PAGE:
September 24, 2023 | Doug Sauder
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“And it came to pass at midnight that the Lord struck all the firstborn in the land of Egypt, from the firstborn of Pharaoh who sat on his throne to the firstborn of the captive who was in the dungeon, and all the firstborn of livestock. So Pharaoh rose in the night, he, all his servants, and all the Egyptians; and there was a great cry in Egypt, for there was not a house where there was not one dead.”—Exodus 12:29–30 (NKJV)
Can you even imagine? After running an unprecedented gauntlet of divine judgment through nine separate plagues, God’s judgment falls on the land of Egypt in the most horrific and unforgettable way imaginable. As God had forewarned, the firstborn of every Egyptian household, including the house of Pharaoh, was suddenly struck dead, as well as the firstborn of their livestock!
Each plague leading up to this one was terrible in and of itself, but consider how deep and indelible of a wound this inflicted. In biblical times, a family’s firstborn was generally considered to be the most capable of the offspring. And if the firstborn happened to be a male, as many must have been on this occasion, that child was groomed to inherit and propagate the family’s fortunes. So, by ending the lives of every firstborn in Egypt, God was essentially breaking Egypt’s familial infrastructure and every succession plan. The practical impact was incalculable, not to mention the emotional pain an entire nation was now plunged in. How many hopes and dreams for the future generation were instantly erased forever? If you can recall the sense of national mourning felt on 9/11, just imagine how all of Egypt must have felt in the wake of this plague.
What makes this moment all the more heartbreaking is that an entire nation suffered because of the hardness of one man’s heart! Pharaoh had ample opportunity to release the children of Israel. But with each “No,” Pharaoh’s resolve to rebel against God’s will only burrowed deeper like a barbed hook. The consequences of this obstinance extended well beyond the boundaries of Pharaoh’s life. Innocent people were impacted by another’s decision to disobey God.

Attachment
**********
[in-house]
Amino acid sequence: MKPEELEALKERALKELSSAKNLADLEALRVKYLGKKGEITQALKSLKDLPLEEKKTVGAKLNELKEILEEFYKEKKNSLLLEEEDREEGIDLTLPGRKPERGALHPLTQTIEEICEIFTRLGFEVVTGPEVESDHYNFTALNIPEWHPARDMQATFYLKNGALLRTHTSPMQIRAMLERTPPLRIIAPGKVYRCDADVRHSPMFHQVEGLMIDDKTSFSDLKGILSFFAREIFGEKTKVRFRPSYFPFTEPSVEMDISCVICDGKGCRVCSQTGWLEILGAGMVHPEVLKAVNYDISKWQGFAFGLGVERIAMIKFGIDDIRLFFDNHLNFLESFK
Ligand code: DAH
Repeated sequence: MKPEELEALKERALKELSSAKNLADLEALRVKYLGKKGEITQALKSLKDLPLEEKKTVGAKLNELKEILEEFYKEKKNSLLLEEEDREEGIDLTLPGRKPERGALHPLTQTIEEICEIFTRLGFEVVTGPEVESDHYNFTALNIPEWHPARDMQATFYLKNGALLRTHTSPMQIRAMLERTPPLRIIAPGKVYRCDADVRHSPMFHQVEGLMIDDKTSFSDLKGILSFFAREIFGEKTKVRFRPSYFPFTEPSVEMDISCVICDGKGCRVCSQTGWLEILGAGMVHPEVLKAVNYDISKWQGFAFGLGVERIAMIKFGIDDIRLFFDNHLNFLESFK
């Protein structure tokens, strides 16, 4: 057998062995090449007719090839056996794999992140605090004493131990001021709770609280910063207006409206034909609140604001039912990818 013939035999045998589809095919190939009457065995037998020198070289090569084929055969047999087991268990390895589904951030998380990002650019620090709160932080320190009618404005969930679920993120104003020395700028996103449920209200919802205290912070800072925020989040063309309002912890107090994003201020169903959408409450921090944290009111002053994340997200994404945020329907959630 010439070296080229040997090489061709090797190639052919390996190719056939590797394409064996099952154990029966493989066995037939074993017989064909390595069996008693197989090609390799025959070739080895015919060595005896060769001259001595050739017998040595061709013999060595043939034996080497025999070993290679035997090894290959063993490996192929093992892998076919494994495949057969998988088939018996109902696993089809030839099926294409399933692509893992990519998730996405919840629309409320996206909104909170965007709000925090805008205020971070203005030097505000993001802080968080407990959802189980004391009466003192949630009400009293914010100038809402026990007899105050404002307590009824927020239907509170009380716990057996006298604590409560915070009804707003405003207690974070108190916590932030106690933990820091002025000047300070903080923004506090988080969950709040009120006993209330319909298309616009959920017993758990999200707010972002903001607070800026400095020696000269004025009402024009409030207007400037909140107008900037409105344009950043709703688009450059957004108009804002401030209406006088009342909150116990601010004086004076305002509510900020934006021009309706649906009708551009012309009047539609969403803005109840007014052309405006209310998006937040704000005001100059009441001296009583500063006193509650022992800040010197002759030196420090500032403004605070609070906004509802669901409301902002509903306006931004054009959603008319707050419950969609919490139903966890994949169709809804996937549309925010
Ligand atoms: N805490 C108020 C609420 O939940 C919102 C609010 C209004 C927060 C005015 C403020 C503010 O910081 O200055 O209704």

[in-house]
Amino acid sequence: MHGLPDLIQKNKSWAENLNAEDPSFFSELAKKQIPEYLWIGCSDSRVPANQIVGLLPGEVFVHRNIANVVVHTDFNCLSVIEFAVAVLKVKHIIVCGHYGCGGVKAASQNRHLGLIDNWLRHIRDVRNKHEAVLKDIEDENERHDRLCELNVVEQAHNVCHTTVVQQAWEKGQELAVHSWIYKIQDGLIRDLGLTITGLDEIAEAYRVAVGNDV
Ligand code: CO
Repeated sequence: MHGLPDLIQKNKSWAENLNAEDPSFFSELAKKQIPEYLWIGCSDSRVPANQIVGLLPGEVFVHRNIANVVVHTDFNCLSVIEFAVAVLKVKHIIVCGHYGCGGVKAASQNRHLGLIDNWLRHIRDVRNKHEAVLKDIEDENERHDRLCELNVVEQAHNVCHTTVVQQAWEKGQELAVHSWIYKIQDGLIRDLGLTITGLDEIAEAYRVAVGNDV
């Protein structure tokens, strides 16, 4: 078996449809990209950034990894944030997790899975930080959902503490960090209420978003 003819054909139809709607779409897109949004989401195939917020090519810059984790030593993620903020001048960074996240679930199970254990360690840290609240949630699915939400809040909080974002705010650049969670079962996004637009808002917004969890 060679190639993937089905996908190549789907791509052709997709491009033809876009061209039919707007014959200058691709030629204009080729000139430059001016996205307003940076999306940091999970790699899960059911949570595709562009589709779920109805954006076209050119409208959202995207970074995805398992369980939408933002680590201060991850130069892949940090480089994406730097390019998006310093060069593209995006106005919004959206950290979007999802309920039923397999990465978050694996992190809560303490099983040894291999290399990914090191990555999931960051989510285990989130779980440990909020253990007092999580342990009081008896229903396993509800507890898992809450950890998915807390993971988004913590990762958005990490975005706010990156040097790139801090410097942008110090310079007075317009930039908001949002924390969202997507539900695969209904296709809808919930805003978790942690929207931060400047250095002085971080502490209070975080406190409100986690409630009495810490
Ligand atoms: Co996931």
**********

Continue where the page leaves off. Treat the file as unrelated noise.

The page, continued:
That’s how sin works. It affects people who are well outside of the initial blast radius of rebellion. To be clear, this doesn’t mean God punishes people for what other people do. The Lord doesn’t hold one person responsible for the sinful choice of someone else. We are each individually accountable to God for our decisions. However, this doesn’t impair the power of sin’s consequences, and that’s a sobering reality. When we sin, we hurt not only ourselves, but those around us—especially those closest to us.
A husband and father who secretly gives his heart over to pornography doesn’t just harm himself, but his family as well. If an employer does something illegal with the company’s finances, not only will the company suffer, but so will its employees. In just about any relationship imaginable, the potential exists for sin to create collateral damage.
Which leads us to the question, “Do we see our own sin this way, or are we deceived into thinking the consequences of our disobedience ends with us?” Pharaoh’s hardened heart reminds us how fatal that way of thinking can be. God wants us to learn from his example by seeing how damaging a decision to sin is. May we hold this reality close to our hearts as we choose between the way of rebellion and righteousness!
Pause: What does Pharaoh’s defiance remind us of concerning sin?
Practice: Consider how your choices to sin might be impacting others and pray about what God would have you do about it.
Pray: Lord, help me to learn the lesson that’s staring me in the face here with Pharaoh. Prevent me from forgetting how my sin hurts others and use this awareness to lead me in making the right choices in life. Amen.
Pastor Dan Hickling serves our online community, also known as the Calvary Chapel Online Campus. He and his wife Becky have been married for 22 years and have two children, Lauren and Danny. Both Dan and Becky have been part of the CCFL church family for 22 years and have served in full time ministry for 20 of those years.